In cubicles all across the country, a war is
being waged. Dedicated employees sit diligently in front
of their computers, intending to hash out the latest
corporate dilemma. But for the next few months,
the battle, if not the war, is given over to the smug
victor of the season: summer.
Computers are about logic, with hours spent adding to the GNP, streamlining processes, and
making businesses everywhere healthier and more efficient.
Summer, meanwhile, has no interest in
efficiency. Summer is about the senses, about the body we
live in and casually ignore nine months of the year.
In the summertime, we play in the sun, spend
languid hours by bodies of water, toss Frisbees,
and cook in the open air, listening to ourselves
sweat. Fundamentally, the rational computer and
sensual summer are at odds. January or June, software
works (or refuses to work) with the same mindless
consistency. People, however, are a totally different story.
After long grueling months of insulation, when summer arrives, it gives us the freedom to wear
as little as legally possible and thrill with every
little breeze across sun-warmed skin. The long days
of light add to the illusion of endless time and
the luxury of wasting it. Our recess from the calm,
cool, cloistered work of computers makes us giddy
with daydreams. The phosphorescent glow of
monitors and televisions, which seem as cozy as fireplaces
and balanced check books during the winter months,
are stripped bare of any magic during the summer.
It was 98 degrees here today. The white noise
hum of air conditioners across the city did little to
quash the creeping haze of sensual laziness. En masse,
citizens of the city de-evolved to reptilian levels.
Down by the lakes, stunned sunbathers bask, blink
occasionally, and stir only to roll over. Summer, in
full force, has arrived.
I don't think we mean to sink into utter
hedonism for three months of the year. For my own part,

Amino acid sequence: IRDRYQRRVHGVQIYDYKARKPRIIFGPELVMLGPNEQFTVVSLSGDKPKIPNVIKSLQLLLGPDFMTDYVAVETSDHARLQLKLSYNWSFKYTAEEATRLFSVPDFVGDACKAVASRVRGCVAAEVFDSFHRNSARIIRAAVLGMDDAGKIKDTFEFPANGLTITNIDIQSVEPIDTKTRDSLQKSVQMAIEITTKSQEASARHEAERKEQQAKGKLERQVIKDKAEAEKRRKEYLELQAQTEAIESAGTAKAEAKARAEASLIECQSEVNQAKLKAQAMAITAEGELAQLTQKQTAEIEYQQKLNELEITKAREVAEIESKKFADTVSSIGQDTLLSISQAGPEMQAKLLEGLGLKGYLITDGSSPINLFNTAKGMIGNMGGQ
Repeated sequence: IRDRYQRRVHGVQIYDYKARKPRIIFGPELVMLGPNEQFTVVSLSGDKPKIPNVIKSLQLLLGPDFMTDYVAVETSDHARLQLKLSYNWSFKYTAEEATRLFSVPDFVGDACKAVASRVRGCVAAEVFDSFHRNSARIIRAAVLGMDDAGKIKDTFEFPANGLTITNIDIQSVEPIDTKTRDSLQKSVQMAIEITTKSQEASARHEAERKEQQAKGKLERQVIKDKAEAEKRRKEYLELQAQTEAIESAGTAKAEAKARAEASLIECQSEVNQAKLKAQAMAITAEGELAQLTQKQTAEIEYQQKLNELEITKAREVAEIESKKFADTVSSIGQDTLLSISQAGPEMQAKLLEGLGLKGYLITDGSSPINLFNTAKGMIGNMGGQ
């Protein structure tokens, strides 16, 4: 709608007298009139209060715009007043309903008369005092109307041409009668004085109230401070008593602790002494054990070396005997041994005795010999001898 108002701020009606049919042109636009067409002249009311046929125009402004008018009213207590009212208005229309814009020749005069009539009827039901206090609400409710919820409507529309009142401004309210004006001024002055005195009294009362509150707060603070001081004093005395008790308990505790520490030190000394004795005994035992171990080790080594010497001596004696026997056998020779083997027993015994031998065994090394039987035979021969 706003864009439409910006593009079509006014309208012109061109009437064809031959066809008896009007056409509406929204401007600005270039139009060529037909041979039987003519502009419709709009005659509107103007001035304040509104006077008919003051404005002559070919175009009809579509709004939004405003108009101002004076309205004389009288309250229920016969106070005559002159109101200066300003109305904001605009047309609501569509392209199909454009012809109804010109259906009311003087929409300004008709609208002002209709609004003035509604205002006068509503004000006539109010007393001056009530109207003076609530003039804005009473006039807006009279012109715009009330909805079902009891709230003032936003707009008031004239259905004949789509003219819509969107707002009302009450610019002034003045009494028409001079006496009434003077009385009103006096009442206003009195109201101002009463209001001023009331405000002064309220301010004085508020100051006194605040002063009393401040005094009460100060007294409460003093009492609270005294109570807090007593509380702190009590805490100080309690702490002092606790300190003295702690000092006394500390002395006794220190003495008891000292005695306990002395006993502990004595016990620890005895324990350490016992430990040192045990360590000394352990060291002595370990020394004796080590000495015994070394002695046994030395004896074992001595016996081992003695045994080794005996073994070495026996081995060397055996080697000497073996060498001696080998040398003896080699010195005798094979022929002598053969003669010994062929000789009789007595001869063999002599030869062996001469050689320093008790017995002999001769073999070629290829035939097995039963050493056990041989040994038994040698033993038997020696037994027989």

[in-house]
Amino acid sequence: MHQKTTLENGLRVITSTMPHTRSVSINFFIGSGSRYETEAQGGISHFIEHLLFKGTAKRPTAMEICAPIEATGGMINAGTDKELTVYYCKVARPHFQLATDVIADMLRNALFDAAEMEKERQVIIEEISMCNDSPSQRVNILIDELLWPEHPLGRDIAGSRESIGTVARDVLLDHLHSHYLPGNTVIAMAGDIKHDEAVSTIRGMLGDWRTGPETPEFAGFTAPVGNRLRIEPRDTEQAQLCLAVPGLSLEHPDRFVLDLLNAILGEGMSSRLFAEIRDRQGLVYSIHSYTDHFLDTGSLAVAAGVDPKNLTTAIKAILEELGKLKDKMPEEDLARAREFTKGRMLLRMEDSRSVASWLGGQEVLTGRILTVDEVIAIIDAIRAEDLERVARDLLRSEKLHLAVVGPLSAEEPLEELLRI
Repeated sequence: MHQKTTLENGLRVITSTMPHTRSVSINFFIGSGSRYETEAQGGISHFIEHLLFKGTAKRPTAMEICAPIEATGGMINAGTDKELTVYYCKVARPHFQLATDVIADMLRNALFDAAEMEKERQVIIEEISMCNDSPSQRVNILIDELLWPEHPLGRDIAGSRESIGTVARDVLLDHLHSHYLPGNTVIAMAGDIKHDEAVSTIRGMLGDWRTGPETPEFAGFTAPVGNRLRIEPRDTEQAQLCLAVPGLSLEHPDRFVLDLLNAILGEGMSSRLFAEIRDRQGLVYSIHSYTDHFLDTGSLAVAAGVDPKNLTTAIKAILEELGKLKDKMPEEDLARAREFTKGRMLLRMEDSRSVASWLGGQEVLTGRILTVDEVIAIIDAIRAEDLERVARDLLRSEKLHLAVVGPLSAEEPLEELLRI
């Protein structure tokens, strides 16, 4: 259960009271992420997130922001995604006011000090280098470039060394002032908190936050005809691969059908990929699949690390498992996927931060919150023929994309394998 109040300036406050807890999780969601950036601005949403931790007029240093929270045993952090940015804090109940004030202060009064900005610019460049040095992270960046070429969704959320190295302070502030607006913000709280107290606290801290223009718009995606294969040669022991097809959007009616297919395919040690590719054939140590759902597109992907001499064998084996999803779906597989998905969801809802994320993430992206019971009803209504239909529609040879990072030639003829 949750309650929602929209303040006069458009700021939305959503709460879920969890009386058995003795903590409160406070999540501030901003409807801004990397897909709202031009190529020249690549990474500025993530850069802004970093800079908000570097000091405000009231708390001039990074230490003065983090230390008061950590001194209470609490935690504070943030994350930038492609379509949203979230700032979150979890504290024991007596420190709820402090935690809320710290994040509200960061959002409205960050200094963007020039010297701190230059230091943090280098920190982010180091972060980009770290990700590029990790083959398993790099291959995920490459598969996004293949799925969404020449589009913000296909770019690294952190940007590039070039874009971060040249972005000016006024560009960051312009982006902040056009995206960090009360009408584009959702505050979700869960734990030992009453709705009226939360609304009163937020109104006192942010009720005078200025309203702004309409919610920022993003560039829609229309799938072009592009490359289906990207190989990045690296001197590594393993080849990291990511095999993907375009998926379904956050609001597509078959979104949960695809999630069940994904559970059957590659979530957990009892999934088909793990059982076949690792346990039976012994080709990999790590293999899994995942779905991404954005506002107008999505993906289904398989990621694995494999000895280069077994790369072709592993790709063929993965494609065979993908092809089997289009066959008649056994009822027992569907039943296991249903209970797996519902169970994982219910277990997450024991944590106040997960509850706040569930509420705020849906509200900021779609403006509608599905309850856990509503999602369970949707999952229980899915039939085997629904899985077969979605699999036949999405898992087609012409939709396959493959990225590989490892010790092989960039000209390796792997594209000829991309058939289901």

I struggle daily. Every morning, I get up with the
best of intentions, and dutifully plant myself in front
of my computer. I review lists of assignments for
various employers help files, item writing, web pages.
But it's simply no use. Once I pause to peer out the
window, I fall victim to the spell. By the time my
computer has finished booting up, my concentration
is gone, flown off on vacation until the cool
September breezes bring me back.
Perhaps the war being waged with summer is just
a biochemical reaction to bursting heat and light.
Or maybe it's some leftover programming from a
childhood spent clocked by the school year. It hardly
matters. Other more dedicated souls may be able to maintain focus, but I am unable to lift out of the
hypnotic lull of summertime.
Professionally, I'm drawn to puzzles,
organizing and defining roles and rules through my work as
a technical writer. For three seasons of the year, I
find satisfaction in this work.
But in the summertime, whenever I find myself
inside, all my thoughts can gather on is being
outside. Camping trips, boat rides, swimming and
picnics consume my imagination if not my actual time
and attention. HTML, paychecks and accounts, fade
in importance when faced with impossibly fluffy
clouds and sultry humid breezes.
Throughout the coming weeks of heat and sun, productivity will plummet; a casualty of the
summer daze. Computers may be turned on, but they
are summarily ignored. And no one cares one little bit.